11 comments

    1. Paint it move. You agreed to the guidelines when you moved in

      Plus, it’s looks like blight. Your neighbors don’t deserve this.

  1. We have a Black Lives Matter sign in our front yard and I support the sentiment on the fence 100%. Nevertheless, I agree with the city ordinance. While I love seeing public expressions of ideas I agree with I would HATE to have to live next door to a fence in support of the KKK. If you allow one, you have to accept the other. Keep the ordinance.

    1. Maureen: The challenge is that in some ways we already allow this. Just as you have a Black Lives Matter yard sign, your neighbor could put up a KKK sign in their yard. Perfectly legal. But it hasn’t happened. So why would it happen if we up the stakes to a fence instead of a yard sign? Or to put it another way, right now someone can put up a KKK yard sign next door to you. Why are we allowing that to happen?

      The answer I think in both cases is social pressure. It’s admittedly not a perfect answer, but that’s why there aren’t KKK yard signs around town and it’s why I think there wouldn’t be KKK murals if we changed the ordinance.

  2. This article seems rather short sided and Pollyannic to me. These codes aren’t in place to oppress art, free speech or to dominate the masses. It has little to do with hate messages. There are always people who want to push the boundaries of good taste, do things just to get a reaction or out of spite. If my neighbor painted “F- Nazis” on their fence, even if I agree with the sentiment, I wouldn’t want to live next to it. The city can’t be the arbiter of what is or isnt art, they would waste a lot of resources on lawsuits. A blanket code is the obvious solution, unfortunately that includes positive messages. As the writer points there are many murals on the west side, so art isnt being restricted, but crass or obscene words and images are.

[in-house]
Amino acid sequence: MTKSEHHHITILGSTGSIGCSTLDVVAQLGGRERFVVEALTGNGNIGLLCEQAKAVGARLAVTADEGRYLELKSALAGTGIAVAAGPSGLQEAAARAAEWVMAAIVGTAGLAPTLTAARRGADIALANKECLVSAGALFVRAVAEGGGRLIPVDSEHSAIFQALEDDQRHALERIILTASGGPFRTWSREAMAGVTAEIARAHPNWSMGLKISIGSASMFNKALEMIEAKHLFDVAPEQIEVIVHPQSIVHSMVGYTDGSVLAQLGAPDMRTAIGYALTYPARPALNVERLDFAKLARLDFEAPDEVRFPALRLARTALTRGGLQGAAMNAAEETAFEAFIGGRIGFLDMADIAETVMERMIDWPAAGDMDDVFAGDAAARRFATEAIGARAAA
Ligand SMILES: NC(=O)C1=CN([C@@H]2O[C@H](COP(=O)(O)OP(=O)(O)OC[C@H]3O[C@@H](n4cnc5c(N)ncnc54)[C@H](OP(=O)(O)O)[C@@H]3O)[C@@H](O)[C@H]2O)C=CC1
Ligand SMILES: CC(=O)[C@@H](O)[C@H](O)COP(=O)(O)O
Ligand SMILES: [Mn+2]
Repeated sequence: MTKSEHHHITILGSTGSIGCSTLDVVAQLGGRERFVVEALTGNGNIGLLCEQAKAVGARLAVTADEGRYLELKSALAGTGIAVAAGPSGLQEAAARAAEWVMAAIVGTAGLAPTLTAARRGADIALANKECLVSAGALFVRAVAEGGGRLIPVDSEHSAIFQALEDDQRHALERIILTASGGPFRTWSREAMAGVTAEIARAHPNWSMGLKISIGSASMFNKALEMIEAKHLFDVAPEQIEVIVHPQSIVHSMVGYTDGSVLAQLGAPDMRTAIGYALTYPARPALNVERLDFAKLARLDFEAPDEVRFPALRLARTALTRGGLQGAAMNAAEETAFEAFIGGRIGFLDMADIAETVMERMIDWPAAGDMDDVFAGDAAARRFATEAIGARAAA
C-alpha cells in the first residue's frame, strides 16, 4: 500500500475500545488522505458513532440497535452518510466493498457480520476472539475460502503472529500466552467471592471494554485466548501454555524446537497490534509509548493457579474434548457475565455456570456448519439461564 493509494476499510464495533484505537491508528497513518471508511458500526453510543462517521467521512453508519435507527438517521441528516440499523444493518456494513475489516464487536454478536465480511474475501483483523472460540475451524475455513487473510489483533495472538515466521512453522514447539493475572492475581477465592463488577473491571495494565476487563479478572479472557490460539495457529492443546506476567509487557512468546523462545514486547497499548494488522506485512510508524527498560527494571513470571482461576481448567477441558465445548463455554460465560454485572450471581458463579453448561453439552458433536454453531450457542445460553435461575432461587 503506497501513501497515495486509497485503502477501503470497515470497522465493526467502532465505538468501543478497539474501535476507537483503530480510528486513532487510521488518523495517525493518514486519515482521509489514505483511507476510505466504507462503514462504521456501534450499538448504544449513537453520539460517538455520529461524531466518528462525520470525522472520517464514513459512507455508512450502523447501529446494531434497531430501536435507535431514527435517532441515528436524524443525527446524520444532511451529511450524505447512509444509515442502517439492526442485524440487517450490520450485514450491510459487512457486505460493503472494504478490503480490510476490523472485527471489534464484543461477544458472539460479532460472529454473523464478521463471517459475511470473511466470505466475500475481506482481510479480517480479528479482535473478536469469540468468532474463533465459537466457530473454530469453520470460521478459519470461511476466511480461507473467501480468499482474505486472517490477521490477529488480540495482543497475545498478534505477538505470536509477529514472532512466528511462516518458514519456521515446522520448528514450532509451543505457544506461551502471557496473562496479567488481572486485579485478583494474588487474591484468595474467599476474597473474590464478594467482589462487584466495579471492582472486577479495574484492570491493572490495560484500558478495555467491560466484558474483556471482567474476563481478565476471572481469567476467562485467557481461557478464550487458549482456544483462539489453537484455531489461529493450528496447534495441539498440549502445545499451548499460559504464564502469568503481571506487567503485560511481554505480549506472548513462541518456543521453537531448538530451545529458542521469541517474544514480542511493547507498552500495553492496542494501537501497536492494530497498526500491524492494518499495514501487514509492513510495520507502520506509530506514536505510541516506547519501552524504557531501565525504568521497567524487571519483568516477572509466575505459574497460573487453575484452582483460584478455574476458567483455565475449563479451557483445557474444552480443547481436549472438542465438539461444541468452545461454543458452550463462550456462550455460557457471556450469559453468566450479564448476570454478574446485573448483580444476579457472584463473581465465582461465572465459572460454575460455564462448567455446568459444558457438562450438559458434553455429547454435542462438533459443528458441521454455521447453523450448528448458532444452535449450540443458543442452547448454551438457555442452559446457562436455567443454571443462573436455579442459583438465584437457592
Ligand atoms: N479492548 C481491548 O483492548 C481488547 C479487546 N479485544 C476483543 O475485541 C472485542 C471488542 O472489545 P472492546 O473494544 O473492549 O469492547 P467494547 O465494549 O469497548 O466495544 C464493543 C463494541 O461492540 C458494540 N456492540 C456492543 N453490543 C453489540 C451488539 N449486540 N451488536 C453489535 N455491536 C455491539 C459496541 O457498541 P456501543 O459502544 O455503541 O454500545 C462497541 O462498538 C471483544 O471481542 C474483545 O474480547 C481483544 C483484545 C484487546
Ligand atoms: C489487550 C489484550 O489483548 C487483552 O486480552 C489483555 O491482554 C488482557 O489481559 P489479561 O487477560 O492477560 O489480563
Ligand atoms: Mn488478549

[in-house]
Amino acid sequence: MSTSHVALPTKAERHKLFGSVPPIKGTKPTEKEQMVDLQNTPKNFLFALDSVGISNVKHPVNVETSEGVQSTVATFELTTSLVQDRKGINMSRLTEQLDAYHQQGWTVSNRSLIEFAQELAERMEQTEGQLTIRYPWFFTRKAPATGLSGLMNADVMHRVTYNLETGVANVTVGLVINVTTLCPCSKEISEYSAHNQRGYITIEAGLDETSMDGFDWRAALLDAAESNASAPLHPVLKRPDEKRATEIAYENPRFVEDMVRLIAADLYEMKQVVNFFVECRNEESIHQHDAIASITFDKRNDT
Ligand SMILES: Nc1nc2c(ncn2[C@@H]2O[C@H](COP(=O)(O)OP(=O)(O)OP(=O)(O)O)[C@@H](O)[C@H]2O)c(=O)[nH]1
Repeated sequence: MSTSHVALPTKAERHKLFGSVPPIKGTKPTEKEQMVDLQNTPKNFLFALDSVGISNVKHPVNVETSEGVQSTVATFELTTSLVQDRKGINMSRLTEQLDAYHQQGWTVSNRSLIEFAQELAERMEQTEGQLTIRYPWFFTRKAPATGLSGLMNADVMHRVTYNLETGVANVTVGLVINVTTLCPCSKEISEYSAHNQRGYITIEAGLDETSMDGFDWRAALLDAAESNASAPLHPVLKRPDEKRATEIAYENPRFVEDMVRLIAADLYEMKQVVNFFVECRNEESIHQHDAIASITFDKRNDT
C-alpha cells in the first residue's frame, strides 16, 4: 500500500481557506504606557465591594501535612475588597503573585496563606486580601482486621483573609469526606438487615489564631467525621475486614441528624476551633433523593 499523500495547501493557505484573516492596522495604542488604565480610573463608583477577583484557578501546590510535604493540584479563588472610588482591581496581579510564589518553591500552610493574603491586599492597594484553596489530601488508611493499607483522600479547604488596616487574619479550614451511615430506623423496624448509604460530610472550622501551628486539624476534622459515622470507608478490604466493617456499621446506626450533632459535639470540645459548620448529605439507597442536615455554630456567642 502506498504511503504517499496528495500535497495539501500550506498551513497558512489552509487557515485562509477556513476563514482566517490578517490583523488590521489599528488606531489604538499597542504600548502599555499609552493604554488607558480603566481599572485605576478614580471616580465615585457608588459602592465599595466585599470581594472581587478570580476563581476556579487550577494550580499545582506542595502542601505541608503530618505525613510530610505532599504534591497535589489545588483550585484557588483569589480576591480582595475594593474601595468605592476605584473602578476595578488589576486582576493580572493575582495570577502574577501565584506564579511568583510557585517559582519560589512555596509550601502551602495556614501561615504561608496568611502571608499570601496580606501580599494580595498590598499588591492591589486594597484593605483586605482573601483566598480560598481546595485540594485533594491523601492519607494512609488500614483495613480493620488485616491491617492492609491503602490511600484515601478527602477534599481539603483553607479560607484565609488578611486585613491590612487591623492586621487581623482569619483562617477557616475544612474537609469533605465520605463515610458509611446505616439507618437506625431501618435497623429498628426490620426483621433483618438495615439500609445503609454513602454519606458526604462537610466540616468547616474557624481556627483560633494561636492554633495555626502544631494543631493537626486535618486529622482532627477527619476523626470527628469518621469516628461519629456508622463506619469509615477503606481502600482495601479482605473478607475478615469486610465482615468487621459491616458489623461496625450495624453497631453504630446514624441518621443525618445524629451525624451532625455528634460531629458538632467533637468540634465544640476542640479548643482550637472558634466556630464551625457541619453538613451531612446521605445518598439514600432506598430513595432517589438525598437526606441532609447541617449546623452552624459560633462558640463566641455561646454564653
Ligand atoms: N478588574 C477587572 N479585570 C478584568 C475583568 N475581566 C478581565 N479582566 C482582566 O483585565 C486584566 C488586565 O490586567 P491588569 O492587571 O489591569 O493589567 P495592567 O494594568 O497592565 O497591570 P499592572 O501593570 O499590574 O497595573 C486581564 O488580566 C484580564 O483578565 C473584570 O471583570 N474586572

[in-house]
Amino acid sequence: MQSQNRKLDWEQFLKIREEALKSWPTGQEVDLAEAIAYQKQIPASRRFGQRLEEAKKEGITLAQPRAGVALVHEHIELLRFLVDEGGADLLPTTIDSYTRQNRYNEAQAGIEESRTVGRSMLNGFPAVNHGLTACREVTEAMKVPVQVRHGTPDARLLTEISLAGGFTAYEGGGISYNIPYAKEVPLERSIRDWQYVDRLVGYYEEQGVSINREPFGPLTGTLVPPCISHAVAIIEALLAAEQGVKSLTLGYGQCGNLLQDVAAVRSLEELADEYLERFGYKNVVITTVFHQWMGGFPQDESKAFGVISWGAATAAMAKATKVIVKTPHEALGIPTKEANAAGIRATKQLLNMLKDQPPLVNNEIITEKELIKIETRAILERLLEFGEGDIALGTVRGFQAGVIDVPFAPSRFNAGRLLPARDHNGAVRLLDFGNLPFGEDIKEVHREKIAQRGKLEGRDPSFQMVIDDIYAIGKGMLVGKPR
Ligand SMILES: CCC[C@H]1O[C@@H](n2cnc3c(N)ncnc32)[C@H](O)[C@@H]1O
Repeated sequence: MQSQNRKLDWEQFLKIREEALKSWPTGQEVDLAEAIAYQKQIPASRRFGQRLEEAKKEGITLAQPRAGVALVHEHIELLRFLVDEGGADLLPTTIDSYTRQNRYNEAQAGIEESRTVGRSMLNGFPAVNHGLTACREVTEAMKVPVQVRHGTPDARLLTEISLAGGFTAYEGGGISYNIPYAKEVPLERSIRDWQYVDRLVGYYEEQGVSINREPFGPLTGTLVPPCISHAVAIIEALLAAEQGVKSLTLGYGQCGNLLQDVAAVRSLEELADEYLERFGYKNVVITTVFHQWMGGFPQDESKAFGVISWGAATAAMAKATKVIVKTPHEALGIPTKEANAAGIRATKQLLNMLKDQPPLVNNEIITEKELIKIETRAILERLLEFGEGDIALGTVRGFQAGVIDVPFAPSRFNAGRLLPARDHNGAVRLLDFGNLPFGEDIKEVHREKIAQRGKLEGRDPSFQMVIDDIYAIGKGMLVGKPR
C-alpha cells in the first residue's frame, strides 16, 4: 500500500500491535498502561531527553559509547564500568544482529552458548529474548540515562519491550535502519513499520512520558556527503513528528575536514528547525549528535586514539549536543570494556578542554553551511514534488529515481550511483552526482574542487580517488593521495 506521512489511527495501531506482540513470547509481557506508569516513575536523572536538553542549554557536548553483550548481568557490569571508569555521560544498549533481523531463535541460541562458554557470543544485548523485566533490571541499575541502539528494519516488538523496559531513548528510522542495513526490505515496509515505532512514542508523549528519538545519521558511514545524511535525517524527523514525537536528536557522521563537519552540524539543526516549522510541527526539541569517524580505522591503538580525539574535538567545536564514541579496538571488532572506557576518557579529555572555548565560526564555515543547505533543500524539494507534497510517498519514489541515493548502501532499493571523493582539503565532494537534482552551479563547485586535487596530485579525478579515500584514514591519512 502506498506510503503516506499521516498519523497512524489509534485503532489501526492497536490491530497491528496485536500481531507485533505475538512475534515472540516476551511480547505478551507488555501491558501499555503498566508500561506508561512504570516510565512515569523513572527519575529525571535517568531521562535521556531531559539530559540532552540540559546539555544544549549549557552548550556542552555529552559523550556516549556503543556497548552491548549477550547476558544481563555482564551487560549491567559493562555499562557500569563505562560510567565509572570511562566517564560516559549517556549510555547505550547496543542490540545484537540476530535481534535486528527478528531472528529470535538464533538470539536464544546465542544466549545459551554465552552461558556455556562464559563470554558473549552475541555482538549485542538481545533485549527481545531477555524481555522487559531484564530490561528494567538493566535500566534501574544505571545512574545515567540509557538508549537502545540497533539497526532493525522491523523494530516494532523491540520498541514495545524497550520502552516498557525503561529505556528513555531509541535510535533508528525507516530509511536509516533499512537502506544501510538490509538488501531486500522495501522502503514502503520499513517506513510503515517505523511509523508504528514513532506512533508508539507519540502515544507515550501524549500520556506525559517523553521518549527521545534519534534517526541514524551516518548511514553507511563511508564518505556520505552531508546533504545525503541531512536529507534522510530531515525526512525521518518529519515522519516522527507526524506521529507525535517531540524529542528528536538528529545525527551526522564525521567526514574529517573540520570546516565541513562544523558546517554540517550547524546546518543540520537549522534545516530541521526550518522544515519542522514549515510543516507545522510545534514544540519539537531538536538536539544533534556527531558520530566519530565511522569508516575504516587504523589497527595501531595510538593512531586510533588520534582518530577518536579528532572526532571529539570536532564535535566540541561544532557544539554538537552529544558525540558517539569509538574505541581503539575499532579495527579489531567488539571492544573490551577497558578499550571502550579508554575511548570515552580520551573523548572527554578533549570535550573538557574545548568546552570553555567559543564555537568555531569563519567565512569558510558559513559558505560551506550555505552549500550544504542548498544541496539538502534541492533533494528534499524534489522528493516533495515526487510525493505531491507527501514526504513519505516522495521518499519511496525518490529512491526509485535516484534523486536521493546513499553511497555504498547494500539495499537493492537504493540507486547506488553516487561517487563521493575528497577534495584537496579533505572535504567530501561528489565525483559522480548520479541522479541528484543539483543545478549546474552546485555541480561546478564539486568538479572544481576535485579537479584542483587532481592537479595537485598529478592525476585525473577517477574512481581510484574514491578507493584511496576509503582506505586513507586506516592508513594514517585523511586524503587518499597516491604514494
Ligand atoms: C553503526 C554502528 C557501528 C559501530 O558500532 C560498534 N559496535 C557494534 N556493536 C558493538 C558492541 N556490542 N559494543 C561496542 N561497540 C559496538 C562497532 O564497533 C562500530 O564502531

1. Let’s be clear: There are murals on the West Side because St. Paul doesn’t have the same ordinances as West St. Paul. St. Paul allows “all,” while West St. Paul allows “none.”

  3. Kevin – West St. Paul city ordinance allows one sign per yard, with no restriction on message. Do you happen to know if there is a size restriction to this rule? What’s to stop someone from making a sign that is almost as big as a fence and putting that in their yard?

    1. Oh yes, there absolutely is a size rule. I believe it’s no more than six square feet (so three feet by two feet). The City Council did discuss increasing the size at a recent meeting, but there wasn’t much support. There are also plenty of other limitations, so if people want to play ‘what if,’ it’s probably covered in the ordinance.

  4. I appreciate the owners’ creativity and agree with their activist goals but I think they need to think harder about how they can turn the attention they are getting into something that doesn’t violate city code, puts hard working civil servants in an awkward position, and unites neighbors rather than divide them.

    For example, rather than paint the fence over, or putting it into a landfill, perhaps the owners could auction off boards or sections to raise money for the Southern Poverty Law Center or other similar civil rights organizations. I’d participate in something like that.

    On a more practical note, we have that exact same style of batten board fence and it is a major hassle to stain or paint and painted fences typically don’t age well.

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